Laennec's instrument was soon modified. Lighter stethoscopes were made in the shape of a dumb-bell, shortened to five inches, and in the shape of a trumpet with a bell-shaped chest-piece ; some were made to fit in the pocket or inside the doctor's top-hat. In one form of stethoscope the stem was attached to the ear-piece by a short length of stiff rubber tubing - this was the instrument which enabled a character in Washington Square (1881) by Henry James to listen to his own heart.

All these stethoscopes were of the 'monaural' type. The 'binaural' or two-eared stethoscope began with an experimental form made in 1829 by a London doctor who used flexible lead pipes. Rubber tubing was developed and in 1855 Dr Cammann of New York described the first bin-aural stethoscope to be manufactured and marketed. The binaural instrument did not come into general favour in Great Britain until the eighteen-eighties.


  • People, Places and Things, Volume 3, The Waverley Book Company Limited, 1954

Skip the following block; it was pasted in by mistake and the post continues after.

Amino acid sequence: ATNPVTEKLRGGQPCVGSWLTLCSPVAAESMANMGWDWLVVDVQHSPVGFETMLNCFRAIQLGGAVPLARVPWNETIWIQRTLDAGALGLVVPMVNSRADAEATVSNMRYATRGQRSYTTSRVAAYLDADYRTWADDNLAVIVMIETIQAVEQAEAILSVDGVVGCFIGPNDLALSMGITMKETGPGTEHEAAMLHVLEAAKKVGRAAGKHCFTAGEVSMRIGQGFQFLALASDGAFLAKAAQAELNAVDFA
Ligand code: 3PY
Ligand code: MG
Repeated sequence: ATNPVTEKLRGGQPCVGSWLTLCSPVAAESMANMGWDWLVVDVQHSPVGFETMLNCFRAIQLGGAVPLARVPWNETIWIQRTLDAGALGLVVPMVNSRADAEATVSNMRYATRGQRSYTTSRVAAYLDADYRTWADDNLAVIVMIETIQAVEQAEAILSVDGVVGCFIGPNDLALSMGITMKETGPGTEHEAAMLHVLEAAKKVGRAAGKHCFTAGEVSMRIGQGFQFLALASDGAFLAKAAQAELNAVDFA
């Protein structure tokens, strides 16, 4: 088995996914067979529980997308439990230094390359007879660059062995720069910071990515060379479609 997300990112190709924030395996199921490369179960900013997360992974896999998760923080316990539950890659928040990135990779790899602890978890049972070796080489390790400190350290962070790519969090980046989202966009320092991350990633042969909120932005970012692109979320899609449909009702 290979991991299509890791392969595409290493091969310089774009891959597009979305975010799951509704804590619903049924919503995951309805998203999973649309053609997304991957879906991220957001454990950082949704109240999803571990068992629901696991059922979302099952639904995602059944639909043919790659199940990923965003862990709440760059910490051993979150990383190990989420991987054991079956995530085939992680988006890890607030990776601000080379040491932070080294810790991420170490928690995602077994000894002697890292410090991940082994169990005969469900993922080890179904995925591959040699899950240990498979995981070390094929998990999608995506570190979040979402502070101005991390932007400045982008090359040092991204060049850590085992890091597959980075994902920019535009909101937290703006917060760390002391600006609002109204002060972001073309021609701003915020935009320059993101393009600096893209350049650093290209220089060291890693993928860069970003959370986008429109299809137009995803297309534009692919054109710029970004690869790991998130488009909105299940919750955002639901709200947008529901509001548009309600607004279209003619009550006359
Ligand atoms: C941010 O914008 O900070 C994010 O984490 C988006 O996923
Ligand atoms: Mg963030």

• Merit Students Encyclopedia, Volume 17, P.F. Collier Inc, 1979. Page 430
  • Pears Cyclopaedia, Twenty-Ninth Edition, 1926. Page 267
  • New Knowledge Library - Universal Reference Encyclopedia, Volume 29, Bay Books, 1981. Page 2711.
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    • Silver Freak profile image

      Silver Freak 

      9 years ago from The state of confusion

      Thanks for helping me learn something new today. Great history lesson!

    • darkside profile imageAUTHOR


      9 years ago from Australia

      I think they should further the development by having a little heater inside the metal head. Those things are cold!

    • profile image


      9 years ago

      I've never really thought about stethoscopes and how thet were developed - but this is a fascinating outline of how observation and development resulted in a crucial piece of medical equipment.